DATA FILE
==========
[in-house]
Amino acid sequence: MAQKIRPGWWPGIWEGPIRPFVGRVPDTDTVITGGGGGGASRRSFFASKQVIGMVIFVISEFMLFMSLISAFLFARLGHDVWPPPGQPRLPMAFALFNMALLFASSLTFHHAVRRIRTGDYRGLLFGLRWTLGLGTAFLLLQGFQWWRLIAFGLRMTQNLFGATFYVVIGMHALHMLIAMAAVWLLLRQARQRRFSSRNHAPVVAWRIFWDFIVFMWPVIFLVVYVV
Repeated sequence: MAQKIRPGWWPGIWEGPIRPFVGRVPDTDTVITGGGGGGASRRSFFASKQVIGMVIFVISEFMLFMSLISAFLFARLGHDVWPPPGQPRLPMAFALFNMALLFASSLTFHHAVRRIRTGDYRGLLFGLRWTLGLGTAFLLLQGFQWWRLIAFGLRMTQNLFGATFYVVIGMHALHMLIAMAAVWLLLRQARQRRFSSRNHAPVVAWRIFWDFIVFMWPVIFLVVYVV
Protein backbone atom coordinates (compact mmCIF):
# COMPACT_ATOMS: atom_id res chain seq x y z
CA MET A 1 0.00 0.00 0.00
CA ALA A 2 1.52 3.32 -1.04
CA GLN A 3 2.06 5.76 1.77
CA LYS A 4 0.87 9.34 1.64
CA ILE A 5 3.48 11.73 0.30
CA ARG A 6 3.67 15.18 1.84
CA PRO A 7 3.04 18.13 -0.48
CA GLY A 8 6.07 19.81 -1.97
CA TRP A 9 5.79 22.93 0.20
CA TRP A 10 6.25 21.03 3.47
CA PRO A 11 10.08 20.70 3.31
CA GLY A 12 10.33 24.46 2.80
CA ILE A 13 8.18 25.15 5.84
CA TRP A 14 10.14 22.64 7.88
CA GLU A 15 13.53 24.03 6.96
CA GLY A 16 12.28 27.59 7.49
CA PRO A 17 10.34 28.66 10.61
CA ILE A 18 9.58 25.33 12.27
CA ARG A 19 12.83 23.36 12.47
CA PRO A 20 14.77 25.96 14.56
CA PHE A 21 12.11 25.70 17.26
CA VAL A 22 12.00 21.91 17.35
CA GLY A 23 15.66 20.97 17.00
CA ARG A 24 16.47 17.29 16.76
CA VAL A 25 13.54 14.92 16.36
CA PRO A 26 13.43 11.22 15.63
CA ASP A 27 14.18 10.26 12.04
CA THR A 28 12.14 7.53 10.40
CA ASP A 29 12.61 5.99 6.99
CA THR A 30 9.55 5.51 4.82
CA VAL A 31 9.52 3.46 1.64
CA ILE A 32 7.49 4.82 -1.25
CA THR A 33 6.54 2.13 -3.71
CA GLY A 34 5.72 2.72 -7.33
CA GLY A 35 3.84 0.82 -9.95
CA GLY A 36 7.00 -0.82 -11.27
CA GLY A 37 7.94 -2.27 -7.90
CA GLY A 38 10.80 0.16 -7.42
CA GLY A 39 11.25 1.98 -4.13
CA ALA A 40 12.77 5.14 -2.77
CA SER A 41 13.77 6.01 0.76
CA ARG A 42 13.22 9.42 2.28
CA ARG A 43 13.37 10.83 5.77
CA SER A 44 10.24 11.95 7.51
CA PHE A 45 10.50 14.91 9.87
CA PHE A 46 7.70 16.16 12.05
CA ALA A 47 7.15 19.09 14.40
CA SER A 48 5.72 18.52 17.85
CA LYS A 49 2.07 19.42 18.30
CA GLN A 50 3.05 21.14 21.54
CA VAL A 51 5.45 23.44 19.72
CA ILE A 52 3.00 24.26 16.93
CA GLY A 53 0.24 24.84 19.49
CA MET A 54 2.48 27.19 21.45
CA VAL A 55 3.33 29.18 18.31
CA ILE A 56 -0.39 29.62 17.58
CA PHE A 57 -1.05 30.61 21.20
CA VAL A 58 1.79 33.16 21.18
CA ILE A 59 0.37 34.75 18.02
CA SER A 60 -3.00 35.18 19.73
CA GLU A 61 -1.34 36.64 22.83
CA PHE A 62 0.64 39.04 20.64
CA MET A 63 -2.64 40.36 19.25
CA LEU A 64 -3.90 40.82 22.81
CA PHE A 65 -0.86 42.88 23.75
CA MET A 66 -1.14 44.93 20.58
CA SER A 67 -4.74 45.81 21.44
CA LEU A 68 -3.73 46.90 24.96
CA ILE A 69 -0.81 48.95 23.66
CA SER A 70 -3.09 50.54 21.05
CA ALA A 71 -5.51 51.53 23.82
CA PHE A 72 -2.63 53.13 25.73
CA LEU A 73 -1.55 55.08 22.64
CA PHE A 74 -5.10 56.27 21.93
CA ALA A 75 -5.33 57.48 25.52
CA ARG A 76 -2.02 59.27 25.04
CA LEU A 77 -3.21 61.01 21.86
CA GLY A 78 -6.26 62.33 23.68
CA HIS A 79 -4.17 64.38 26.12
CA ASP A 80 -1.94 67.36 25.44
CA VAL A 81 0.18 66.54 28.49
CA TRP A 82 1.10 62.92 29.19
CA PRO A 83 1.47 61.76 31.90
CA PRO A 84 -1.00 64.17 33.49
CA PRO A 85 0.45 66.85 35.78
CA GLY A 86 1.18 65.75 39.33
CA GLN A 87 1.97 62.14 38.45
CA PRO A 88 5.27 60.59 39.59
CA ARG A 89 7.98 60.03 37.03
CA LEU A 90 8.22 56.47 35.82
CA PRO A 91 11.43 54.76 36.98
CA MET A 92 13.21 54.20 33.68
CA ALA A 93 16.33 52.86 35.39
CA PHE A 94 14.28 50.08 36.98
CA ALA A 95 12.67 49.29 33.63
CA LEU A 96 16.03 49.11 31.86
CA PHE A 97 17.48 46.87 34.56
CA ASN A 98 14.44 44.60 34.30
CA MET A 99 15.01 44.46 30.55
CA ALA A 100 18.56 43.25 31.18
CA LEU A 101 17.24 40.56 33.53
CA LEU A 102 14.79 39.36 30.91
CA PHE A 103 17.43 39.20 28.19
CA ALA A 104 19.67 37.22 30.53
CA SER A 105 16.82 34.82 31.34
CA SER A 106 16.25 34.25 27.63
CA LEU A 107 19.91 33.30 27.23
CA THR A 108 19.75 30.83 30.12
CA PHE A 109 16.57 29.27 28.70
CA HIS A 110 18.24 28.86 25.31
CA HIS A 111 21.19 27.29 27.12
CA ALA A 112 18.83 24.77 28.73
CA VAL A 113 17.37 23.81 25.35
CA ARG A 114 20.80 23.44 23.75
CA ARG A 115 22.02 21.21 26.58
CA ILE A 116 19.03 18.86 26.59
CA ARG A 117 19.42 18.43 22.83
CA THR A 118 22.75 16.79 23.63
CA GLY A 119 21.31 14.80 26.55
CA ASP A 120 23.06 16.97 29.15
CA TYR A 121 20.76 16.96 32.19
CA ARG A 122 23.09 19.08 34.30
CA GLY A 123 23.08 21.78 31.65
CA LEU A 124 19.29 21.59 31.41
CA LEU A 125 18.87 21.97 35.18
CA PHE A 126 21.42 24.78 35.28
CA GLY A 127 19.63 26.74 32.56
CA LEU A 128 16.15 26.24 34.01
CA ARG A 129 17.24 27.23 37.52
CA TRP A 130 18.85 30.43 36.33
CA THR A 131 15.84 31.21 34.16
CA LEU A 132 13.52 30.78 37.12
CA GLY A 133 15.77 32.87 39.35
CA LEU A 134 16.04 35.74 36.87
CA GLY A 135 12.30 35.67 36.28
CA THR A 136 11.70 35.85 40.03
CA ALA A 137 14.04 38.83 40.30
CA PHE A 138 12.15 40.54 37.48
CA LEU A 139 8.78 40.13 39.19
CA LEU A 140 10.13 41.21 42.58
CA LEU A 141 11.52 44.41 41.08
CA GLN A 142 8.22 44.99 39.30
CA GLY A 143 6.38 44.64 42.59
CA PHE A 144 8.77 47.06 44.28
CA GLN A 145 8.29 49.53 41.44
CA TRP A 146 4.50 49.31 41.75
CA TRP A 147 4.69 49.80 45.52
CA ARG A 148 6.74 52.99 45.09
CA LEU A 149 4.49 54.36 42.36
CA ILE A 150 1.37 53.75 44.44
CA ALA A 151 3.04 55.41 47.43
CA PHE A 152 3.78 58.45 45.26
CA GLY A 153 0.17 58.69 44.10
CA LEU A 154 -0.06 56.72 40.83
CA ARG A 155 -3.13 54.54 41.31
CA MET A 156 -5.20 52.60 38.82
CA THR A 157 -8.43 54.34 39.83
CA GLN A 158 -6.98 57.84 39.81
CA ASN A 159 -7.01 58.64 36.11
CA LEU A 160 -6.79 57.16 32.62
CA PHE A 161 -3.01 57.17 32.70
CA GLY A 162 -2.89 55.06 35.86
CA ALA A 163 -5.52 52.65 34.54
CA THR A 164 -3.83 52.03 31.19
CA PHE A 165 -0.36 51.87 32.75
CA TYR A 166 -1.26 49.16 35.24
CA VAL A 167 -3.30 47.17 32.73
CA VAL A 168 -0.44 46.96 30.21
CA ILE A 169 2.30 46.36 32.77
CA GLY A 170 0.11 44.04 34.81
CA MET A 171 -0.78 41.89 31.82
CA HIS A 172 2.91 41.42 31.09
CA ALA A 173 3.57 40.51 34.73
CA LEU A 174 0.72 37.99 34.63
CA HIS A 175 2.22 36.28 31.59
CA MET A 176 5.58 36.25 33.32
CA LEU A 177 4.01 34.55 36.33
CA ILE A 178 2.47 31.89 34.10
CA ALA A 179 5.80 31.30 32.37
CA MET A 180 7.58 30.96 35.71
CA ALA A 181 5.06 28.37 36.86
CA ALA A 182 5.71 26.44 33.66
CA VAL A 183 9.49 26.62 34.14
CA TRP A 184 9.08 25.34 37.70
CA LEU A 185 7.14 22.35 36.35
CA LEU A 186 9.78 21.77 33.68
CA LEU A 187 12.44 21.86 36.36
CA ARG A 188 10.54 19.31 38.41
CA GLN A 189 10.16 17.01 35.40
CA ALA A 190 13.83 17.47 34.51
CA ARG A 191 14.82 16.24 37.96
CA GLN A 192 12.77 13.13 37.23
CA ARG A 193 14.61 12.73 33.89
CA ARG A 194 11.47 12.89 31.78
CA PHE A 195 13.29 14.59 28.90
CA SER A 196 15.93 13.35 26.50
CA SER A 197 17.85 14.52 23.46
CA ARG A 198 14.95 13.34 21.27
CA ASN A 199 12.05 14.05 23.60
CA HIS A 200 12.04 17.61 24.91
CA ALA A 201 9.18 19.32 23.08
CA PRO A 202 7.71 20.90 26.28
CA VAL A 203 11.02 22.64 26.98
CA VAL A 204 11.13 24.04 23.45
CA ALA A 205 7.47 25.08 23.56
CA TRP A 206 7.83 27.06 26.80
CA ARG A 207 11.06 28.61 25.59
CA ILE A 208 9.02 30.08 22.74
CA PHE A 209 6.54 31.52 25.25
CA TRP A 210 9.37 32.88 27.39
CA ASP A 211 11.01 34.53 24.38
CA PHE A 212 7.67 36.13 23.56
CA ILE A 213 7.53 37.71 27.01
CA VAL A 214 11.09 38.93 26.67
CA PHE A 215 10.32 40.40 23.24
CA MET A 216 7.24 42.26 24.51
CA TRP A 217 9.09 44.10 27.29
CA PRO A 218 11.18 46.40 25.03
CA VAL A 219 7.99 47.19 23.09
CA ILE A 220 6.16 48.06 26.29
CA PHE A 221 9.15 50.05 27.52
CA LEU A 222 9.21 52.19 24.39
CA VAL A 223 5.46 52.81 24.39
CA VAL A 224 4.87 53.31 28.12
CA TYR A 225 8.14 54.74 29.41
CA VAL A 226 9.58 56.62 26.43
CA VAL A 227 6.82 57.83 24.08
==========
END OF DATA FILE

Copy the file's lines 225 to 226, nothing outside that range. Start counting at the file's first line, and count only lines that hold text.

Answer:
CA ILE A 220 6.16 48.06 26.29
CA PHE A 221 9.15 50.05 27.52